“Angels in America” More Timely Than Ever

Richard Prioleau and Mark Junek in “Angels in America, Part One, Millennium Approaches.”

By Minda Honey

Photo by Bill Brymer

Rising from our seats and making our way out of the theater, my sister asked me if the script for Actors Theatre’s production of “Angels in America, Part One: Millennium Approaches” had been updated. “No,” I told her. The play simply holds up—both a sign of Tony Kushner’s exceptionalism as a playwright and our troubling times.

Part One premiered in 1991 and Part Two followed a few years later. I first encountered the play more than a decade later in my early twenties as an undergrad at the University of Louisville. We watched the HBO special in one of my Humanities classes as a look at the AIDS epidemic. It left a mark on me. “Angels in America” is a play that asks the hard questions, reveals the hard truths, but also shows us that there are answers to be found in all of us.

Another decade and a handful of years has passed and “Angels in America” has moved me yet again. Actors Theatre Artistic Director, Les Waters, took the mic after the champagne toast on opening night and spoke about this play and its importance to his life experience in a way I’ve never seen him speak about any other play. Associate Artistic Director Meredith McDonough has said this play saved her life and every member of the cast has a deep connection to the play and their roles. Unlike the HBO special, you will laugh out loud throughout the entire play, which may come as a surprise to audiences given the subject matter.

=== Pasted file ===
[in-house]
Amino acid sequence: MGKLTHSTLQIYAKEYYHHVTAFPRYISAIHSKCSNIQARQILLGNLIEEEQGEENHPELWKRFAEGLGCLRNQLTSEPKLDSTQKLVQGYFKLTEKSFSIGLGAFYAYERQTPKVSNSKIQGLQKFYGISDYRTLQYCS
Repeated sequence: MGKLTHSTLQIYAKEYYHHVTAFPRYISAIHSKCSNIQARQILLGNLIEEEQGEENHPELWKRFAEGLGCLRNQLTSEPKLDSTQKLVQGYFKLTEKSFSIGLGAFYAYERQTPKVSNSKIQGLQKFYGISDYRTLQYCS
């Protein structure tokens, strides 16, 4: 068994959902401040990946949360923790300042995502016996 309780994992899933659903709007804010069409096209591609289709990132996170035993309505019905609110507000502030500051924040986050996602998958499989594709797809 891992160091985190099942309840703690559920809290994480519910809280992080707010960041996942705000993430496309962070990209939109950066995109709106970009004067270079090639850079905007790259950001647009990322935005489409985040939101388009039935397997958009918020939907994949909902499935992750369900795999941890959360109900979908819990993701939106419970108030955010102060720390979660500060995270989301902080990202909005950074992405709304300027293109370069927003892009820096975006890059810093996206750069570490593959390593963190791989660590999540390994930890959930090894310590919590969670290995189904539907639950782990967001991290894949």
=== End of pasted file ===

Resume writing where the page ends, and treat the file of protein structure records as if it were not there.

The first part of Kushner’s two-part masterpiece takes place in 1985 in New York City. Audiences will follow the parallel and sometimes overlapping lives of Prior Walter (Mark Junek) who’s just revealed to his partner Louis Ironson (Richard Gallagher) that he has AIDS. Louis, who is Jewish, meets Joe Pitt (Brian Slaten) at work. Joe is Mormon and having marital problems with his wife Harper (Therese Barbato); the two seem to disagree about what is at the root of those problems…the fact that they refer to each other as “buddy” is definitely a clue. Harper is given to escapism fantasies with Mr. Lies (Richard Prioleau), who also doubles as Belize, close friend to Prior. Joe is offered a position in Washington, D.C. by the infamous lawyer Roy Cohn (Lou Liberatore), who served as a real-life mentor to a young Donald Trump. In typical Cohn fashion, the position comes with several strings attached. Cohn is also diagnosed with AIDS. As the first part nears its close, we meet Joe’s mother, Hannah Pitt (Barbara Walsh), who travels from Salt Lake City, Utah to be with her son in New York City. Rami Margron shows her range appearing in several different roles including Prior’s nurse, Hannah’s Salt Lake City realtor friend and smoke buddy, a homeless person warming their hands over a barrel fire and ascends to celestial heights by the end of the play.

That may seem like a lot of people to keep straight, but I did mention that Kushner is a master of his craft, right? You’ll have no problem at all keeping the characters straight thanks to the strength of Kushner’s writing and the dedication and artistry of the cast who credits their all-star acting to McDonough’s ability to make the rehearsal room feel like a safe space. The work of William Boles, scenic designer, aided by lighting design by Isabella Byrd and Paul Toben also shines. There are beds gliding forward and retreating into recesses, park benches rising from beneath the stage, partitions sliding together and apart. Shifting lighting made it possible for dueling scenes to unfurl at the same time. And I must share my appreciation for the color palette of Alison Siple, costume designer; rich cranberries and reds and soft grays and deep navy.

“Part One: Millennium Approaches” will run through October 10 and “Part Two: Perestroika” opens September 19 and closes October 14. Tickets available now at actorstheatre.org. VT